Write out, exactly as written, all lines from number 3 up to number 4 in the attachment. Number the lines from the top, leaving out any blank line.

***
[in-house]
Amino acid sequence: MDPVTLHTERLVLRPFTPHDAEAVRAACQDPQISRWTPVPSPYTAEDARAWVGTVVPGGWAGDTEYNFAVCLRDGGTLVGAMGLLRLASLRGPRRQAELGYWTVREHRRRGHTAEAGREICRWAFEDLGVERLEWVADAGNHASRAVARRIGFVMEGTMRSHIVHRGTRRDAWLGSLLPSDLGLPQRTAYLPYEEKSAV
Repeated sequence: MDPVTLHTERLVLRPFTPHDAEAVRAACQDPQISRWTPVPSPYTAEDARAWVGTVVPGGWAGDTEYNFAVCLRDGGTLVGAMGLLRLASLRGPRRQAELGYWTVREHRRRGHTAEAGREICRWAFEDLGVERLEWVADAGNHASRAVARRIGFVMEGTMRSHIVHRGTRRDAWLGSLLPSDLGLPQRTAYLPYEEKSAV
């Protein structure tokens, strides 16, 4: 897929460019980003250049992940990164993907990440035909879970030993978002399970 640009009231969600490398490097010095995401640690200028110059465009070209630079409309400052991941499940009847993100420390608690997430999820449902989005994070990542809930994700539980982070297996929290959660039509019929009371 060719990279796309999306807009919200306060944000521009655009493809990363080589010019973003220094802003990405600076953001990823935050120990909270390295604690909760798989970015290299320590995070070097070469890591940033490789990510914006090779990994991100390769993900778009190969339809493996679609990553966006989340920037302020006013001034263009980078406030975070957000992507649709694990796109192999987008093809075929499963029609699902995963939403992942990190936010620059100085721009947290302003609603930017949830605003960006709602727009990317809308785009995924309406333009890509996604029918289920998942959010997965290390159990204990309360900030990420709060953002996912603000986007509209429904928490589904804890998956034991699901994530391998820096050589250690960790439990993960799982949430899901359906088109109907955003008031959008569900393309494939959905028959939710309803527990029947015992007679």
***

Repeated sequence: MDPVTLHTERLVLRPFTPHDAEAVRAACQDPQISRWTPVPSPYTAEDARAWVGTVVPGGWAGDTEYNFAVCLRDGGTLVGAMGLLRLASLRGPRRQAELGYWTVREHRRRGHTAEAGREICRWAFEDLGVERLEWVADAGNHASRAVARRIGFVMEGTMRSHIVHRGTRRDAWLGSLLPSDLGLPQRTAYLPYEEKSAV
């Protein structure tokens, strides 16, 4: 897929460019980003250049992940990164993907990440035909879970030993978002399970 640009009231969600490398490097010095995401640690200028110059465009070209630079409309400052991941499940009847993100420390608690997430999820449902989005994070990542809930994700539980982070297996929290959660039509019929009371 060719990279796309999306807009919200306060944000521009655009493809990363080589010019973003220094802003990405600076953001990823935050120990909270390295604690909760798989970015290299320590995070070097070469890591940033490789990510914006090779990994991100390769993900778009190969339809493996679609990553966006989340920037302020006013001034263009980078406030975070957000992507649709694990796109192999987008093809075929499963029609699902995963939403992942990190936010620059100085721009947290302003609603930017949830605003960006709602727009990317809308785009995924309406333009890509996604029918289920998942959010997965290390159990204990309360900030990420709060953002996912603000986007509209429904928490589904804890998956034991699901994530391998820096050589250690960790439990993960799982949430899901359906088109109907955003008031959008569900393309494939959905028959939710309803527990029947015992007679």